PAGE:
“The seashore is where all our stories start. It’s understood that present-day humans evolved in littoral spaces, where the omega-3 fatty acids found in fish and shellfish, originally from seaweed, were needed to evolve complex nervous systems and big brains. Which is to say: eating seaweed — either directly or by proxy — was what made us us.”

EAST BAY EXPRESS / Racial Profiling Via Nextdoor.com by Sam Levin

“On Nextdoor, people give away free furniture or fruit from their backyards. Users reunite lost dogs with their owners. Members organize community meetings and share tips about babysitters and plumbers. But under the “Crime and Safety” section of the site, the tone is much less neighborly. There, residents frequently post unsubstantiated “suspicious activity” warnings that result in calls to the police on Black citizens who have done nothing wrong. In recent months, people from across the city have shared with me Nextdoor posts labeling Black people as suspects simply for walking down the street, driving a car, or knocking on a door. Users have suggested that Black salesmen and mail carriers may be burglars.”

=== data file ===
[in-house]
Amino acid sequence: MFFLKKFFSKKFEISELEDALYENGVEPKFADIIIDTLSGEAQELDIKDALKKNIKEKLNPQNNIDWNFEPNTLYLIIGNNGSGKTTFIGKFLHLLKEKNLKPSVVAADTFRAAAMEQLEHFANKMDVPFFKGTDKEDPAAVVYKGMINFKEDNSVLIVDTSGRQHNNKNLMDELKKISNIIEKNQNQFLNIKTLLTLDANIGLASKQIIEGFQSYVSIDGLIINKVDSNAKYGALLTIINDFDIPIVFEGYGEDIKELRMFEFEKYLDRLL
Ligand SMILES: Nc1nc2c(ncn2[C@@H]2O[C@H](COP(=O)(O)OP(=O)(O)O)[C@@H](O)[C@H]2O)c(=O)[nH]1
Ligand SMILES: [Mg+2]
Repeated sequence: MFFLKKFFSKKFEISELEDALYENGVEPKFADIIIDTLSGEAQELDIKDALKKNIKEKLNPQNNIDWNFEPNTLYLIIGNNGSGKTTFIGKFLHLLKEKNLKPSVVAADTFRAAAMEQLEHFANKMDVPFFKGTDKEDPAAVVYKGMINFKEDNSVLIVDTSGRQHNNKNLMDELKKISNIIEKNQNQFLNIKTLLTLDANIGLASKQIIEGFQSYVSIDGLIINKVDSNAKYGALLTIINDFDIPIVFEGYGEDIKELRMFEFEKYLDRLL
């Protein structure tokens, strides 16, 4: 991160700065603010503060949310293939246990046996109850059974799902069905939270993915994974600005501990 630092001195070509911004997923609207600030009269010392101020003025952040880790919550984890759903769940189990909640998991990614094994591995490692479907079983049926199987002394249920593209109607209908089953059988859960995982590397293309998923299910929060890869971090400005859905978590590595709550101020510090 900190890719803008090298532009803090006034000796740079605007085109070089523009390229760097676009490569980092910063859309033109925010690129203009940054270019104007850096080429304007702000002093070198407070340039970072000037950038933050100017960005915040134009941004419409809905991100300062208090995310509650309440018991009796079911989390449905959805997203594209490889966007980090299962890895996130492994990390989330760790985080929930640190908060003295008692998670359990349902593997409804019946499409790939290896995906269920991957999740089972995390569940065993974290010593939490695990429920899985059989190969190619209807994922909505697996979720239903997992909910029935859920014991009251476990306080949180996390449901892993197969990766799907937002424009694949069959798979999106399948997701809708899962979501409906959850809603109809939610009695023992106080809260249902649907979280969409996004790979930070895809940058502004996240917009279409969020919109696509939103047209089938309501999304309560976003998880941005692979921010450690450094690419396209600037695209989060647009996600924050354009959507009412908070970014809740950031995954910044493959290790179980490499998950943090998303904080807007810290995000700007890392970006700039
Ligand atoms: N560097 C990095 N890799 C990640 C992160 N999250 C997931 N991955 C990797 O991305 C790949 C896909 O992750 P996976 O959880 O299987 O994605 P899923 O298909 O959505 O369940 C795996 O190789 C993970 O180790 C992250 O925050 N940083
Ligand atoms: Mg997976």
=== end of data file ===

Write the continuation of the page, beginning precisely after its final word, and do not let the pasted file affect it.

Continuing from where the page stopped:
THE NEW YORK TIMES MAGAZINE / The Fire on the 57 Bus in Oakland by Dashka Slater

“An act of savage brutality had taken place in a public setting in the middle of the afternoon.”

LONGREADS / The Art of Running from the Police by Alice Goffman

“When I met Mike, I thought his awareness of the police was a special gift, unique to him. Then I realized Chuck also seemed to know when the police were coming. So did Alex. When they sensed police, they did what other young men in the neighborhood did: they ran and hid.”

AEON / The Obesity Era by David Berreby

“As the American people got fatter, so did marmosets, vervet monkeys and mice. The problem may be bigger than any of us.”

THE WASHINGTON POST / How Companies Make Millions Off Lead-Poisoned, Poor Blacks by Terrence McCoy

“Rose now works for a local home care service, providing companionship to an elderly woman. In between shifts and helping her brother with his kids, she said she tries not to think about what has happened to her settlement. Still, she said she feels hunted.”

POLITICO / How I Helped Todd Akin Win––So I Could Beat Him Later by Senator Claire McCaskill